Grazing, resource economics earn attentionWritten by Jennifer Womack
Cheyenne — With just over a month to finish preparing for the 2010 session of the Wyoming Legislature, the earliest of legislation has begun appearing on the Legislature’s website where it’s available for public review.
Copies of two bills of particular interest to the agricultural community are among those currently posted. Each of them earned committee support and relate to the value of agriculture to Wyoming.
SF7, carrying a title of “Rangeland health assessments,” earned the unanimous support of the Joint Agriculture Committee of the Wyoming Legislature when they met in Hulett in Sept. 2009.
While similar to legislation that cleared the 2009 Legislative Session and was vetoed by Governor Dave Freudenthal, the 2010 bill takes a new, broader approach. Noting the new approach, in September Wyoming Stock Growers Association Executive Vice President Jim Magagna noted, ““It’s not just about monitoring. Monitoring is a key component, but it’s about the health of rangelands whether they’re private, BLM or state.”
The legislation calls for $420,000 in funding. Distribution of those funds would provide $20,000 to the Wyoming Department of Agriculture (WDA) to write rules and regulations to guide the program, $200,000 to the WDA to contract for rangeland health assessments and $200,000 to the WDA to contract with the University of Wyoming to provide an additional range management specialist.
Some key concepts as to how the program will work are outlined in the legislation:
“The rangeland health assessment shall be done only with the voluntary cooperation and participation of all participants, including the private landowner, the state grazing lessee and the federal grazing permittee or lessee.”
“The rangeland health assessment shall be conducted on federally managed lands only under a memorandum of agreement with the federal land management agency and with the participation of that federal land management agency.”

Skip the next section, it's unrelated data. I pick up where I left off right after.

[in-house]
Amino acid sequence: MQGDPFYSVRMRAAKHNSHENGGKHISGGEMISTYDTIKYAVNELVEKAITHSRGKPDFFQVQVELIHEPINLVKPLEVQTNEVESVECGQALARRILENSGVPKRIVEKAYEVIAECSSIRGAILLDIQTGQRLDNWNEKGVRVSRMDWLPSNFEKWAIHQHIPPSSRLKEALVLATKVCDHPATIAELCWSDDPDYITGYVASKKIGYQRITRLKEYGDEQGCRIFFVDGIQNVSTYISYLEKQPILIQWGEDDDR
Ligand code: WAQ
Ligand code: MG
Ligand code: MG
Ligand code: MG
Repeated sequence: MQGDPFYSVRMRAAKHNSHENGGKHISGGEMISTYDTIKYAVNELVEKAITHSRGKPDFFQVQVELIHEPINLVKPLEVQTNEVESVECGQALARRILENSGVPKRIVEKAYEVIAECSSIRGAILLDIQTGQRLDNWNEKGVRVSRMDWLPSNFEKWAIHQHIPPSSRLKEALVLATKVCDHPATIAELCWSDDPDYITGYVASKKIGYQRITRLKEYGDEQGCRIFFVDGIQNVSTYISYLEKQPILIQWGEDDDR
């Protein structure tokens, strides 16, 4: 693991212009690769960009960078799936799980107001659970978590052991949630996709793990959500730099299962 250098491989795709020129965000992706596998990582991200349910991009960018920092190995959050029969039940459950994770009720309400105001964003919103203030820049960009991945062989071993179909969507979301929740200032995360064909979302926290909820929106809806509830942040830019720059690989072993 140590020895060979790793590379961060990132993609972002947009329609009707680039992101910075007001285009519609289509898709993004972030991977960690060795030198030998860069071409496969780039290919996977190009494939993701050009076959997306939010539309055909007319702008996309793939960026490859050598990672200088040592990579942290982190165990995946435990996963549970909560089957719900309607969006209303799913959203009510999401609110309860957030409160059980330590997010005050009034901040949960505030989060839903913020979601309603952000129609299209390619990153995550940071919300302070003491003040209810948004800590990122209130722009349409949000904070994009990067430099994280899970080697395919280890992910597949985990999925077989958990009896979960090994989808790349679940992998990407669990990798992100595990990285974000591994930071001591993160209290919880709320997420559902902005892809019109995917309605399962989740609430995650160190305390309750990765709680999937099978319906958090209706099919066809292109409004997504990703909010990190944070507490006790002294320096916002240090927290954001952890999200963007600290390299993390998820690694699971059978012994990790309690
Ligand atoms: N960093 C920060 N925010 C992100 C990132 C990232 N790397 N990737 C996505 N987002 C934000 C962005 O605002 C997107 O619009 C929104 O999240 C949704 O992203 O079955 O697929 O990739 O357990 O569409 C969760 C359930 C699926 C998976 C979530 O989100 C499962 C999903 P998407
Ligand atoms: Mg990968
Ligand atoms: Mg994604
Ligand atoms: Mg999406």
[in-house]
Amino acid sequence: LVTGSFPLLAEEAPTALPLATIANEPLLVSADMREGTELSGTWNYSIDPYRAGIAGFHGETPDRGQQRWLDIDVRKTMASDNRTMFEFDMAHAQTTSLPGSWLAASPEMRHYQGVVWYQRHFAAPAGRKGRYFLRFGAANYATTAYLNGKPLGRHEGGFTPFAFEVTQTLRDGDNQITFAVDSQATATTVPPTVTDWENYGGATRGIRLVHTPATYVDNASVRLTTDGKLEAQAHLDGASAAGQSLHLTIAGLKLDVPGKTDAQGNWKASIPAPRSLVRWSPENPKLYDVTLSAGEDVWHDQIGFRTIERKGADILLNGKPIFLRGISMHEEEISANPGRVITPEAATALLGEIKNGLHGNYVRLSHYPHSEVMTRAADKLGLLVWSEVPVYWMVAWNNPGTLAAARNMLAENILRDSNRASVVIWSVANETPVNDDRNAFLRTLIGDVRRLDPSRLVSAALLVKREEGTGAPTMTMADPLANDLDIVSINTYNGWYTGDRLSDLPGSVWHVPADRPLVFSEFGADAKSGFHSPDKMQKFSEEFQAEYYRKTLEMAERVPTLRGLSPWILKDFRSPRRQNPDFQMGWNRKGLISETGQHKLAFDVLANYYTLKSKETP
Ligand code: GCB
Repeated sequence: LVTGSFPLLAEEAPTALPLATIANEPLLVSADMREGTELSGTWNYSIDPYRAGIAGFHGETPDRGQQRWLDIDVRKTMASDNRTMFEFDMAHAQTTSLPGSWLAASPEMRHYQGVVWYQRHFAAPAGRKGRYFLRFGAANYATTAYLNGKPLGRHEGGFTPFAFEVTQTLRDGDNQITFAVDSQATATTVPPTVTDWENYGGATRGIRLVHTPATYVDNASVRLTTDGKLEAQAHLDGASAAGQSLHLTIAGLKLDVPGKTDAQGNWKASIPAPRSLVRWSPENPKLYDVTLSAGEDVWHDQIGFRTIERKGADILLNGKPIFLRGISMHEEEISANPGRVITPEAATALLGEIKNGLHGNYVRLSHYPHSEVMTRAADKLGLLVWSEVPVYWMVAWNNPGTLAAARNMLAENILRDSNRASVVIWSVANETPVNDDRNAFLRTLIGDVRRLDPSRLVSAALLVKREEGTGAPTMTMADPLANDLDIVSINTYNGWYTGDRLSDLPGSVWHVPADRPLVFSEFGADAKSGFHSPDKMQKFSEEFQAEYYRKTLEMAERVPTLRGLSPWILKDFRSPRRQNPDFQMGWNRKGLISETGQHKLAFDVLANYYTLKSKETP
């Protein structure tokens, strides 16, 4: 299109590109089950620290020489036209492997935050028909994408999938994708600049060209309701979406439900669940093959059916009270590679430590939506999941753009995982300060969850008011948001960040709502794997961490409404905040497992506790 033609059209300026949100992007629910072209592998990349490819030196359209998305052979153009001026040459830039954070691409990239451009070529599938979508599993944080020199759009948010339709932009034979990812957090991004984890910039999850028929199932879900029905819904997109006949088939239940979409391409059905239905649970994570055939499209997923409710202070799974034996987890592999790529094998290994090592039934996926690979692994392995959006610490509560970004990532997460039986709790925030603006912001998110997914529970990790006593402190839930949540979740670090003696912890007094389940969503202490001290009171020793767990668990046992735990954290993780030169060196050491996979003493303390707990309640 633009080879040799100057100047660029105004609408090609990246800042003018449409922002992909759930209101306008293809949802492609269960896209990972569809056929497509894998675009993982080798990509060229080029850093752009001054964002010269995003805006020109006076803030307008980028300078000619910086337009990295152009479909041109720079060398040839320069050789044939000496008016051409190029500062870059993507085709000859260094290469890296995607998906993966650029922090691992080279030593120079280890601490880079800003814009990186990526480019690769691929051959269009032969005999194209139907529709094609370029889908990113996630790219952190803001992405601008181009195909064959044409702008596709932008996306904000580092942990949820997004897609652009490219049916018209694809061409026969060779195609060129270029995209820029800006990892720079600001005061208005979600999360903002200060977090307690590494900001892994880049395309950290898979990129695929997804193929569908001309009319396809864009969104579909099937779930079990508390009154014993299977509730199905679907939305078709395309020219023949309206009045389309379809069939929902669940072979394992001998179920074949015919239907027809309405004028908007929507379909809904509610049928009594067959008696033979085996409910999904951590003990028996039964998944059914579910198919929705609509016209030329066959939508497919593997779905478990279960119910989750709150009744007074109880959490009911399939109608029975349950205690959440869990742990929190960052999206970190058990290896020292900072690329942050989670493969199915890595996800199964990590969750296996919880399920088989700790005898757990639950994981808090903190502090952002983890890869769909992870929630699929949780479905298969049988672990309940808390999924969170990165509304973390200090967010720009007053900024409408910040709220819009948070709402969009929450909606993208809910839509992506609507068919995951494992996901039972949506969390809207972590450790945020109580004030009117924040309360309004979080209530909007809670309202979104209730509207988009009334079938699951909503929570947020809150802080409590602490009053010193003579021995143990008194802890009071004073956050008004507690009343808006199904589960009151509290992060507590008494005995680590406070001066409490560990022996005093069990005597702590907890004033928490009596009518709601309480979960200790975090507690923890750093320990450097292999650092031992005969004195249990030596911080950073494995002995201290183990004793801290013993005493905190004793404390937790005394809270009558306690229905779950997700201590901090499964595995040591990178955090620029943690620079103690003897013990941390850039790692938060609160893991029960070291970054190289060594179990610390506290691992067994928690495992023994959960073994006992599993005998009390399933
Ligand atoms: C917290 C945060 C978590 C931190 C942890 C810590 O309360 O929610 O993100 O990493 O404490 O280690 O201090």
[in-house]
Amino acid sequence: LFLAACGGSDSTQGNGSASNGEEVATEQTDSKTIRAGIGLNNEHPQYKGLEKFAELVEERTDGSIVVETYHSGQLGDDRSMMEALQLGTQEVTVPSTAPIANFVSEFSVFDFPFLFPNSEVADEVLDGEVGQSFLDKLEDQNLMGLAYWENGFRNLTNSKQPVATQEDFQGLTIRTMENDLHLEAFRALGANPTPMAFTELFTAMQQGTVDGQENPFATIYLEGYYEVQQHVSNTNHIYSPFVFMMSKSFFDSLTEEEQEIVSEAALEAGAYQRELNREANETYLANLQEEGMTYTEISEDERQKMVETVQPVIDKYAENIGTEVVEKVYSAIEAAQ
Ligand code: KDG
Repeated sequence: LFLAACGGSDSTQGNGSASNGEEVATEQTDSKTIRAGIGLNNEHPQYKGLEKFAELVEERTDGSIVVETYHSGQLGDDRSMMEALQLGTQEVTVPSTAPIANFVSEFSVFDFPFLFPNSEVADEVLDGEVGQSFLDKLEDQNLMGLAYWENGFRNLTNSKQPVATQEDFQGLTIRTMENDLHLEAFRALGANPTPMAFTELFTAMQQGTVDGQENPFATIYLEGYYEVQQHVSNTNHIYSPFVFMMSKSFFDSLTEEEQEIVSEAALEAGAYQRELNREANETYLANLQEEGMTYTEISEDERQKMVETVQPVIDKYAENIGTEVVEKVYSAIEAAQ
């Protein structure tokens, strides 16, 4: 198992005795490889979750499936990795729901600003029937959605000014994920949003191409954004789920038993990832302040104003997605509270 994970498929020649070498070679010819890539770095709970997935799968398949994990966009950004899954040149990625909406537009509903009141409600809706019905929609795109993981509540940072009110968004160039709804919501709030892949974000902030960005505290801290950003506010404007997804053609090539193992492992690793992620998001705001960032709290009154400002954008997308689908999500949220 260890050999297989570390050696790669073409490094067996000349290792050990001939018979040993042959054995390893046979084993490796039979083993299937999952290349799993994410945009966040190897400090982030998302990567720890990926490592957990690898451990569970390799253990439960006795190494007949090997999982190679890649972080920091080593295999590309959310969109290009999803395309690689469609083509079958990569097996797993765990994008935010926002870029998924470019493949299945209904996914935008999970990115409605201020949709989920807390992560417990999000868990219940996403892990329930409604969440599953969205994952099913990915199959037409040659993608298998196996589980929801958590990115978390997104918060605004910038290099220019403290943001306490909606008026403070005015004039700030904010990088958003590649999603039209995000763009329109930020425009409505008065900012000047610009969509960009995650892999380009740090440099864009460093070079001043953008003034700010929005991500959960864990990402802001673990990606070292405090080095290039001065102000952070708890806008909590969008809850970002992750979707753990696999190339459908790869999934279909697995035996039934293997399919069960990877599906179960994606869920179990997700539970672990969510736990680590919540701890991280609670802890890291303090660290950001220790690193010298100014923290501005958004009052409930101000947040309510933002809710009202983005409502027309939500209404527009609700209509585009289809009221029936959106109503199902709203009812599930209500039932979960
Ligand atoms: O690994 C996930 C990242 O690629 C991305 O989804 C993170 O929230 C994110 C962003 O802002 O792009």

“The rangeland health assessment shall include, as necessary, establishment of rangeland monitoring, compliance with federal agency standards and guidelines and participation in the incorporation of assessment outcomes into any federal or state decision affecting livestock grazing.”
“The rangeland health assessment shall include any protections necessary for the management of soil erosion and vegetation loss.”
“This appropriation shall be included in the Department of Agriculture’s 2013-2014 standard biennial budget,” says the legislation in an effort to ensure long-term existence of the program. If SF7 clears the legislative process and earns Governor Freudenthal’s support, it will become law on July 1, 2010.
Senator Eli Bebout (R-Riverton) presented what is now SF13 to the Joint Ag Committee during their mid-September meeting in Hulett where it earned committee support. The legislation calls upon the Wyoming Division of Economic Analysis to beef up its reporting as it relates to natural resources.
The bill instructs the entity to “Establish uniform criteria for collecting, compiling, analyzing, reporting and distributing economic data for all Wyoming counties related to uses of private, state and federal surface and mineral lands, including but not limited to, the optimum use and development of agriculture, grazing, minerals, timber, water, industrial resources, recreation and energy production, transmission and related services. This data shall be updated at least every three years.”
SF13 further directs, “Collect, compile, analyze, maintain, update, report and consolidate into digest form economic data to identify, analyze and measure economic impacts related to proposed state and federal regulatory or administrative actions that may affect uses of private, state and federal surface and mineral lands, including but not limited to, the optimum use and development of agriculture, grazing, minerals, timber, water, industrial resources, recreation, energy production, transmission and related services.”
Mid-September Bebout explained that the legislation would provide counties an important data resource when addressing federal land use planning or other land uses decisions within their borders.
Opening session for the 2010 Budget Session of the Wyoming Legislature is slated for Feb. 10, 2010.